Prototype detectors using laser interferometry have been constructed by various research groups around the world – at the Max-Planck-Institut für Quantenoptik in Garching , at the University of Glasgow , at California Institute of Technology , at the Massachusets Institute of Technology , at the Institute of Space and Astronautical Science in Tokyo  and at the astronomical observatory in Tokyo . These detectors have arm lengths varying from 10 m to 100 m and have or had either multibeam delay lines or resonant Fabry–Pérot cavities in their arms. The 10 m detector at Glasgow is shown in Figure 8.
Several years ago the sensitivities of some of these detectors reached a level – better than 10–18 for millisecond pulses – such that the technology could be considered sufficiently mature to propose the construction of detectors of much longer baseline which should be capable of reaching the performance required to have a real possibility of detecting gravitational waves. Thus an international network of gravitational wave detectors is now under construction.
The American LIGO project comprises the building of two detector systems with arms of 4 km length, one in Hanford, Washington State, and one in Livingston, Louisiana. One half length, 2 km, interferometer is also being built inside the same evacuated enclosure at Hanford. Construction at both sites is proceeding well and should allow prelimimary coincident operation to be carried out in 2001. A birds-eye view of the Hanford site showing the central building and the directions of the two arms is shown in Figure 9.
The French/Italian VIRGO detector of 3 km arm length at Cascina near Pisa is also well into construction with the interferometry in the central part being ready for testing in 2000 and final operation expected for late 2002. As mentioned earlier it is designed to have better performance, down to 10 Hz than the other detectors as shown in Figure 10, where the level of contributing noise sources and some possible signal levels are shown.
The TAMA 300 detector, which has arms of length 300 m, is at a relatively advanced stage of construction at the Tokyo Astronomical Observatory. This detector is being built mainly underground; initial operation of the interferometer has been achieved in 1999 and power recycling is now being implemented. All the systems mentioned above are designed to use resonant cavities in the arms of the detectors and use standard wire sling techniques for suspending the test masses. The German/British detector, GEO 600, is somewhat different. It makes use of a four pass delay line system with advanced optical signal enhancement techniques, utilises very low loss fused silica suspensions for the test masses, and should have a sensitivity at frequencies above a few hundred Hz comparable to the first phases of VIRGO and LIGO when they are in initial operation. Construction is advancing well and initial operation of the GEO 600 detector is expected to commence in 2001. During the following years we can expect some very interesting coincidence searches for gravitational waves, at a sensitivity level of approximately 10–21 for pulses of several milliseconds duration. This level of sensitivity is expected to be improved on when the longer LIGO and VIRGO detectors are upgraded. Indeed plans for an upgraded LIGO, LIGO 2, are already on the drawing board. Plans are to use 30 kg sapphire test masses for this detector, suspended by fused silica fibers or ribbons, along with an improved seismic isolation system, increased laser power, of the order of 100 W, and signal recycling . The contribution of the different noise source to the expected interferometer sensitivity as contained in , is shown in Figure 11.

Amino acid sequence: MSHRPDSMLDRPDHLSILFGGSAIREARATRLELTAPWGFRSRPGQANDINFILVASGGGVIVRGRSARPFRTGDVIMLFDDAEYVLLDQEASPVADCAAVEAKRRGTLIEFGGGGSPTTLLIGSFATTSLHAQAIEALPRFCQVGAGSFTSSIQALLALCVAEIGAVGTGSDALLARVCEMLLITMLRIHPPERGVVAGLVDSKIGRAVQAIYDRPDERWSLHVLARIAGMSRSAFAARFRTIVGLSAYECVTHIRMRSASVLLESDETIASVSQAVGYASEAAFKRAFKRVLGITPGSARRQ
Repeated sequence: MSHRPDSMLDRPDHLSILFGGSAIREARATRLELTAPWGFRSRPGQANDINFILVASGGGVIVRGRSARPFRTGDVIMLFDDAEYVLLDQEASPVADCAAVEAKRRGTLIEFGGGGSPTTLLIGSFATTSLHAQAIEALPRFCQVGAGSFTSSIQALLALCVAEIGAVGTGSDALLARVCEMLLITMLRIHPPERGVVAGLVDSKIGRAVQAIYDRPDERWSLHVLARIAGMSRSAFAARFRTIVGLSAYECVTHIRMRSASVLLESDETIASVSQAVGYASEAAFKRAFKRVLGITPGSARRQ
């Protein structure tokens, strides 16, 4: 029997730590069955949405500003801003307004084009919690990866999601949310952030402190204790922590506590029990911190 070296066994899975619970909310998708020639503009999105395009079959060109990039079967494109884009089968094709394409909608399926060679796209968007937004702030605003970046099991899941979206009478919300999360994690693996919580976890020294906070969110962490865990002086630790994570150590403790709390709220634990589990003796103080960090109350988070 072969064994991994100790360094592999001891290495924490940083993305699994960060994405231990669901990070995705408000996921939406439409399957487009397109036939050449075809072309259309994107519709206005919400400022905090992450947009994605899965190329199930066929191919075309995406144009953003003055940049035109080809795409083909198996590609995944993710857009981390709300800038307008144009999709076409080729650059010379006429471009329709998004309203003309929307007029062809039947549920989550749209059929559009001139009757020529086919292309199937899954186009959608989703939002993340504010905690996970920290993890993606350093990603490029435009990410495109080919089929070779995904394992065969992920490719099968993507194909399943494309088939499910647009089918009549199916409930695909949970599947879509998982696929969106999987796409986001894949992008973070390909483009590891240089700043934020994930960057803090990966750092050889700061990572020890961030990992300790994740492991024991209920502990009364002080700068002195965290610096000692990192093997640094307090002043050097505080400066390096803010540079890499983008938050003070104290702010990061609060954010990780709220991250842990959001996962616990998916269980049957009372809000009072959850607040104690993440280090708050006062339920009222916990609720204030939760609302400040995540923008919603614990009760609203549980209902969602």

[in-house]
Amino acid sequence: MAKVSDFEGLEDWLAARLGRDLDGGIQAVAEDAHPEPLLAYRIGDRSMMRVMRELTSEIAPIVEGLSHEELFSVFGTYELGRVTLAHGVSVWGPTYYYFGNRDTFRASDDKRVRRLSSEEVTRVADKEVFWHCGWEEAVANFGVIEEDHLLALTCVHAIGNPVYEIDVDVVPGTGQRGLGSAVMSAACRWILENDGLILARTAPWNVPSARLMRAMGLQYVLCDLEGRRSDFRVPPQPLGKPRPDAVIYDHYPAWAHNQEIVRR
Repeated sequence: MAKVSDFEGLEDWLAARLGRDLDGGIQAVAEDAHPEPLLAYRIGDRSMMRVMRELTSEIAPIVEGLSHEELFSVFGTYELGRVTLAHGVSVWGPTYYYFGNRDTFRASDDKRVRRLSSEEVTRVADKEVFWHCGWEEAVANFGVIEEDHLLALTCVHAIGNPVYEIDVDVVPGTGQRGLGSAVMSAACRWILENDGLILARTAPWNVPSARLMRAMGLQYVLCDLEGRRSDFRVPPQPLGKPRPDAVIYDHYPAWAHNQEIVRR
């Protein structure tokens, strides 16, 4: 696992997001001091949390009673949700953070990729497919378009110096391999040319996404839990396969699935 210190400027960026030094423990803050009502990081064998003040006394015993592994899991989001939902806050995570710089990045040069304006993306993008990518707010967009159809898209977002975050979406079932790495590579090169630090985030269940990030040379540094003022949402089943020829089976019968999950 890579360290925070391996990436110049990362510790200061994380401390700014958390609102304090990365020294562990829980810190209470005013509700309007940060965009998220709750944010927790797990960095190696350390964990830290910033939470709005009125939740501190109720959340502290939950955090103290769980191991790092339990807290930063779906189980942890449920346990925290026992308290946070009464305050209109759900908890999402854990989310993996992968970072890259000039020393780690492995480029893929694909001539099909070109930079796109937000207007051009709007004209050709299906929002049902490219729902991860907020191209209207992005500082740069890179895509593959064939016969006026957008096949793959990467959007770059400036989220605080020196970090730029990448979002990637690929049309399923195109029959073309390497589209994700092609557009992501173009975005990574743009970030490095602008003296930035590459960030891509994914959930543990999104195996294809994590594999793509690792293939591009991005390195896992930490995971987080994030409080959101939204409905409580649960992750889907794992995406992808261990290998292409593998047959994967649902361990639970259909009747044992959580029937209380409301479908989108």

It should be noted that very recent work by Braginsky and colleagues in Moscow  is suggesting that a form of mechanical loss known as thermoelastic damping  is important in bulk crystalline materials such as as sapphire, and may be represented by a noise line somewhat higher than the thermal noise in the above figure. This is currently under investigation (at the beginning of 2000).
Living Rev. Relativity 3, (2000), 3
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